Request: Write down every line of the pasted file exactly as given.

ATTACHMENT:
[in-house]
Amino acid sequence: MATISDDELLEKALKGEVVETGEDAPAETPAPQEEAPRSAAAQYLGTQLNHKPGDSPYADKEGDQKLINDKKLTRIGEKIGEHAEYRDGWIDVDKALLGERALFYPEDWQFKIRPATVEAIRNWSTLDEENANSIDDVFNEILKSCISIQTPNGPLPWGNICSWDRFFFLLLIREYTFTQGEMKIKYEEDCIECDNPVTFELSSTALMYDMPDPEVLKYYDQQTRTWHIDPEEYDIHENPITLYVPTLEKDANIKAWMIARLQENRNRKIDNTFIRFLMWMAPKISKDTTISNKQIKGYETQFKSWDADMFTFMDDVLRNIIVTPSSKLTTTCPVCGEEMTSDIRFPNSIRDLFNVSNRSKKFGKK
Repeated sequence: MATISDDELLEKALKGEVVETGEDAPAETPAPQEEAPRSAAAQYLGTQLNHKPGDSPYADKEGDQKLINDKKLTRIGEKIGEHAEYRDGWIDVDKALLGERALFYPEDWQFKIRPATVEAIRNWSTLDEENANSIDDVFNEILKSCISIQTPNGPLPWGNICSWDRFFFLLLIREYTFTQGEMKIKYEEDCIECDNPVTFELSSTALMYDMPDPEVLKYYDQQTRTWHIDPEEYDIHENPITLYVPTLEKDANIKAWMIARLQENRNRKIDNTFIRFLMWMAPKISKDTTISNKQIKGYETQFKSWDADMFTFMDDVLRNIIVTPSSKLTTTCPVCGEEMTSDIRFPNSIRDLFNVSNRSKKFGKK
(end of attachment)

[in-house]
Amino acid sequence: MATISDDELLEKALKGEVVETGEDAPAETPAPQEEAPRSAAAQYLGTQLNHKPGDSPYADKEGDQKLINDKKLTRIGEKIGEHAEYRDGWIDVDKALLGERALFYPEDWQFKIRPATVEAIRNWSTLDEENANSIDDVFNEILKSCISIQTPNGPLPWGNICSWDRFFFLLLIREYTFTQGEMKIKYEEDCIECDNPVTFELSSTALMYDMPDPEVLKYYDQQTRTWHIDPEEYDIHENPITLYVPTLEKDANIKAWMIARLQENRNRKIDNTFIRFLMWMAPKISKDTTISNKQIKGYETQFKSWDADMFTFMDDVLRNIIVTPSSKLTTTCPVCGEEMTSDIRFPNSIRDLFNVSNRSKKFGKK
Repeated sequence: MATISDDELLEKALKGEVVETGEDAPAETPAPQEEAPRSAAAQYLGTQLNHKPGDSPYADKEGDQKLINDKKLTRIGEKIGEHAEYRDGWIDVDKALLGERALFYPEDWQFKIRPATVEAIRNWSTLDEENANSIDDVFNEILKSCISIQTPNGPLPWGNICSWDRFFFLLLIREYTFTQGEMKIKYEEDCIECDNPVTFELSSTALMYDMPDPEVLKYYDQQTRTWHIDPEEYDIHENPITLYVPTLEKDANIKAWMIARLQENRNRKIDNTFIRFLMWMAPKISKDTTISNKQIKGYETQFKSWDADMFTFMDDVLRNIIVTPSSKLTTTCPVCGEEMTSDIRFPNSIRDLFNVSNRSKKFGKK